All those in attendance left the theater very depressed because the right wing religious had gotten their way; the march did not happen, except in a contained stadium under armed protection. At least they got the protection, and at least of those outside Jerusalem became appreciative of the freedom we have.


The Galilee Eskimos

Israel 2007 99 minutes. Directed by Jonathan Paz.

A film directed by a man but important not to miss, in terms of gender, and particularly in terms of images of Jewish women, this film relates the imaginative tale of the founding generation of a kibbutz abandoned by the subsequent generations, literally, the elderly founding members wake up to find that everyone but the Chinese worker has moved out on them, and a milk cow. While the recent advertisement in The Nation placed by the American Jewish Congress depicts Dorit Beinisch, President, Supreme Court of Israel; Tzipi Livni, Vice Prime Minister, Minister of Foreign Affairs; and Dalia Itzik, Speaker of the Knesset, with the title “This Is Israel,” the women depicted in this film made by a son of some of the founders of the kibbutz movement deserve recognition as part of Israel too.

The women in the film take a part in trying to save the day, resisting the move of the developers who are buying the foreclosed land from the bank. They develop schemes equally with the men. One is urged to call one of her rich old lovers which she does. When she asks for millions, he agrees, only to have the phone taken away from him by a nurse who says the client cannot take phone calls and has Alzheimer’s disease.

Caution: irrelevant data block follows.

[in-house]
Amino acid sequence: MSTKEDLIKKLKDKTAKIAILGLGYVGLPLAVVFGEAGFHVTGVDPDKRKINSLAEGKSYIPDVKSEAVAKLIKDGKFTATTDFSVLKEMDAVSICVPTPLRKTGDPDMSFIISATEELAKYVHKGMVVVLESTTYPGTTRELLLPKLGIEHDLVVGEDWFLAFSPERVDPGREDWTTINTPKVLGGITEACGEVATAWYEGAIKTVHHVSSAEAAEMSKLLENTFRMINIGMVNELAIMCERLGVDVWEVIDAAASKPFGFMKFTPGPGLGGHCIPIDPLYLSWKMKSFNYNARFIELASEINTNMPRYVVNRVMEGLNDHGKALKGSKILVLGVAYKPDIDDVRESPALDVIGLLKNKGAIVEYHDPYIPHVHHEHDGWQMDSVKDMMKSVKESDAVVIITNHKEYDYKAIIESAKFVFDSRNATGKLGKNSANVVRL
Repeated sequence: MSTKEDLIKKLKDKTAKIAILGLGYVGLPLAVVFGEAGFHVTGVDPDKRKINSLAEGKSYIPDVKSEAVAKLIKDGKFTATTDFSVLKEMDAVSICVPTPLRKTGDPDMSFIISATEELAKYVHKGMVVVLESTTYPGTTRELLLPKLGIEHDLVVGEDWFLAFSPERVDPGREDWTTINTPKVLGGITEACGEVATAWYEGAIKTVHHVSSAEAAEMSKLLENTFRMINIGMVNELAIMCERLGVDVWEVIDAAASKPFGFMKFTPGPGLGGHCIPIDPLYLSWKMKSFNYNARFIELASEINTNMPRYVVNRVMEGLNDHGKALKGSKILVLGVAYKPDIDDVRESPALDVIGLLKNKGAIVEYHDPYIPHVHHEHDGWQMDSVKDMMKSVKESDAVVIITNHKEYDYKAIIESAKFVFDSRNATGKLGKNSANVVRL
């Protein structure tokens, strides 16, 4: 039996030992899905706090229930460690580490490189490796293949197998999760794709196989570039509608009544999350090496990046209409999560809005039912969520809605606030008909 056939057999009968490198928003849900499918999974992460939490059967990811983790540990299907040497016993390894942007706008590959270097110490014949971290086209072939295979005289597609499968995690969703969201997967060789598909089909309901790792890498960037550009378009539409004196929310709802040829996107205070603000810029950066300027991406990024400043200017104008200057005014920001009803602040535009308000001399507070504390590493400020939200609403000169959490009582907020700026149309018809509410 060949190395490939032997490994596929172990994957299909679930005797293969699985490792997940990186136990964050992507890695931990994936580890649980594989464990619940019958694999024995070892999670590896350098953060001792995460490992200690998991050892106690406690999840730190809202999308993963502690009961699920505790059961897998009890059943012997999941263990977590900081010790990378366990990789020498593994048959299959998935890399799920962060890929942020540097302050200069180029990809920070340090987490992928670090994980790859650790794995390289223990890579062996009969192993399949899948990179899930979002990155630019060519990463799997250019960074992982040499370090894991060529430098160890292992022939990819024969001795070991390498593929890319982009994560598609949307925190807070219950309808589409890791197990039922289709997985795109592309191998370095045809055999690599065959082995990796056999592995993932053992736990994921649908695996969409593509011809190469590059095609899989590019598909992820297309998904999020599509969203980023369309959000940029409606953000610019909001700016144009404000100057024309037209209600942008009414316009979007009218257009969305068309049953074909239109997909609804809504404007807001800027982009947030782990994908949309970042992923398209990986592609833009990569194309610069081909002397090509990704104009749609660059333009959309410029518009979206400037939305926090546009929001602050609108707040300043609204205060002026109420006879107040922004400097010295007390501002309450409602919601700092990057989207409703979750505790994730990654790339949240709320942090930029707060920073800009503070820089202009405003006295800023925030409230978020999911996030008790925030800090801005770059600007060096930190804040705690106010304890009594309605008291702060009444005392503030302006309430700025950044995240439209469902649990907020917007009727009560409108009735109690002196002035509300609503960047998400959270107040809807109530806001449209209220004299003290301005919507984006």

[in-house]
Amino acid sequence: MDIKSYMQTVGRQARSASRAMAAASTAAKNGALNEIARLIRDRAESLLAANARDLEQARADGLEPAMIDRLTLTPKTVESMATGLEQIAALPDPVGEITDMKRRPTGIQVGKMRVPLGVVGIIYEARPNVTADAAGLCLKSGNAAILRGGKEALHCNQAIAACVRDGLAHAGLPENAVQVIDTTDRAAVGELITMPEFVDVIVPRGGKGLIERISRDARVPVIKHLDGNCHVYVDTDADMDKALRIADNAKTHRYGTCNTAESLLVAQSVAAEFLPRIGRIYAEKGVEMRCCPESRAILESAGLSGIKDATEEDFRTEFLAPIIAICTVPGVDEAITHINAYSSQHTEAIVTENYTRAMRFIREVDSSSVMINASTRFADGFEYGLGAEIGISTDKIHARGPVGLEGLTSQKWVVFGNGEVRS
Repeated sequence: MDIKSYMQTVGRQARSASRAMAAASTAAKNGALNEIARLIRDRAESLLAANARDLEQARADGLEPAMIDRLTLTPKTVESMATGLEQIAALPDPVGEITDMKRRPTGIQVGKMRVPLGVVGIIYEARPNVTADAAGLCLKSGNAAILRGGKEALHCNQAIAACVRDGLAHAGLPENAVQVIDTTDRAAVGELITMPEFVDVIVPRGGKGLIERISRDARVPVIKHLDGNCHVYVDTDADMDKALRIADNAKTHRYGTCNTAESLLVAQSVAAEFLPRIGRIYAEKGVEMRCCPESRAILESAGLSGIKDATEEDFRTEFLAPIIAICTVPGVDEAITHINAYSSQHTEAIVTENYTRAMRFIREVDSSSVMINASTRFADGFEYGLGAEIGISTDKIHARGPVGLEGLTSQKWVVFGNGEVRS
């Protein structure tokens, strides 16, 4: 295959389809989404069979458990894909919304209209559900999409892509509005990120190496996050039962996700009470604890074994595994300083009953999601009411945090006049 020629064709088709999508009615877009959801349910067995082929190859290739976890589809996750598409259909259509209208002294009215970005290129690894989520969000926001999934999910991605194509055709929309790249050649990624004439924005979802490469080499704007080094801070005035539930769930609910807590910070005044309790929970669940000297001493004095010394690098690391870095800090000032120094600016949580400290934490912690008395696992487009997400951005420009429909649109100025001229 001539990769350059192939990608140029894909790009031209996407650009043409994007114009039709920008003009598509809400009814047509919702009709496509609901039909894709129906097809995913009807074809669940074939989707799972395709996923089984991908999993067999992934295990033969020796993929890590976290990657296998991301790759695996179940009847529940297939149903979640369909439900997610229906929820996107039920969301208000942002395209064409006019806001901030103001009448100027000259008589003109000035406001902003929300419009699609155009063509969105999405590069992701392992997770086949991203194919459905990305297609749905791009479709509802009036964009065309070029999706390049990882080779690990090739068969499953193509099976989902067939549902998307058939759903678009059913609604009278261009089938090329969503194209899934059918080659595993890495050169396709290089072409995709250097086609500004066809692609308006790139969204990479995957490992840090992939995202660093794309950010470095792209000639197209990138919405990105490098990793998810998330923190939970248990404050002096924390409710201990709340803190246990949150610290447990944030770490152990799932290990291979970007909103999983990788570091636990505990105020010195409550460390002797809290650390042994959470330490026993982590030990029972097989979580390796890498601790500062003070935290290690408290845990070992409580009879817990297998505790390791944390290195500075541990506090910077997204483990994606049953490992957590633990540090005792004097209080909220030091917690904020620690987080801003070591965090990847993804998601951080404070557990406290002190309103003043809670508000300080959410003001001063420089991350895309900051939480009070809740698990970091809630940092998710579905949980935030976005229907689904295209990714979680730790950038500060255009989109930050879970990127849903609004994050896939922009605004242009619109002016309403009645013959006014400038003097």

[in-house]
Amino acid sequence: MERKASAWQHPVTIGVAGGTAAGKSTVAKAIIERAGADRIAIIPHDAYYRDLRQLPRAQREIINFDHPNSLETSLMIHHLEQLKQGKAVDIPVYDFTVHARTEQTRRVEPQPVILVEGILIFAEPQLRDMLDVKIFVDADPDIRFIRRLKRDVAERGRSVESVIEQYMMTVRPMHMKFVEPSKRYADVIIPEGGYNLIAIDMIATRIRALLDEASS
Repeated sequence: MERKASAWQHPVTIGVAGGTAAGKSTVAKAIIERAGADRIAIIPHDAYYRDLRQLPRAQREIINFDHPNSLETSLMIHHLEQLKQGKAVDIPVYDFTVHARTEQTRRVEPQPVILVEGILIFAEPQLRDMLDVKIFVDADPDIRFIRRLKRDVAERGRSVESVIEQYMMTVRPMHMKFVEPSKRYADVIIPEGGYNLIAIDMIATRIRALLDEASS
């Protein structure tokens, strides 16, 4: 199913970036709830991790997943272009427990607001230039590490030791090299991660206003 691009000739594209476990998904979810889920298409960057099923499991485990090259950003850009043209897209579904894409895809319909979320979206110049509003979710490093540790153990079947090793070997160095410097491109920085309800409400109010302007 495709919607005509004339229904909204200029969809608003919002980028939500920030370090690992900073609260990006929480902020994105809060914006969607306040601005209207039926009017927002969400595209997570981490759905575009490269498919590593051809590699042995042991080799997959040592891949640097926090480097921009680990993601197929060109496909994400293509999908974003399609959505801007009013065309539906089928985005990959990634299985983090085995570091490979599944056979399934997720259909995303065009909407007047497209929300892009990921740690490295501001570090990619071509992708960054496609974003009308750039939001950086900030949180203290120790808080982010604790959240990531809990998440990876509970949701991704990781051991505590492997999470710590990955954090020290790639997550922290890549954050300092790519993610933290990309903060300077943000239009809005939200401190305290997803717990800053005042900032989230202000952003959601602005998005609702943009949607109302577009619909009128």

The women conduct formal business at final meetings, flirt with old flings, finally connect with lovers they always wanted to, and sing “The International” in the kitchen with the Chinese help, as the kitchen is still not a place often frequented by their own men.

One of the women decides to leave and take the offer to be put up nicely in an old age home, only to return to her friends because she missed them. We are treated to footage of the original days of the movement, including glimpses into the children’s sleeping quarters, and the common showers. The good old days are remembered; the men seem silly as they try to fight to protect their turf from real estate developers with weapons from old wars and the women get active in a new cooperative industry, the farming of worms to sell to fishermen, until hopes are dashed.

Sadly, they all take the van off to the old age home in the end, after one of the men commits suicide. But we have seen them struggle to hold on to the cooperative dream of egalitarian living, right up until the end. A must see, for anyone interested in community studies as well as aging and sexuality which the film thoroughly explores.


Women in Judaism: A Multidisciplinary Journal Spring 2008 Volume 5 Number 2

ISSN 1209-9392

© 2008 Women in Judaism, Inc.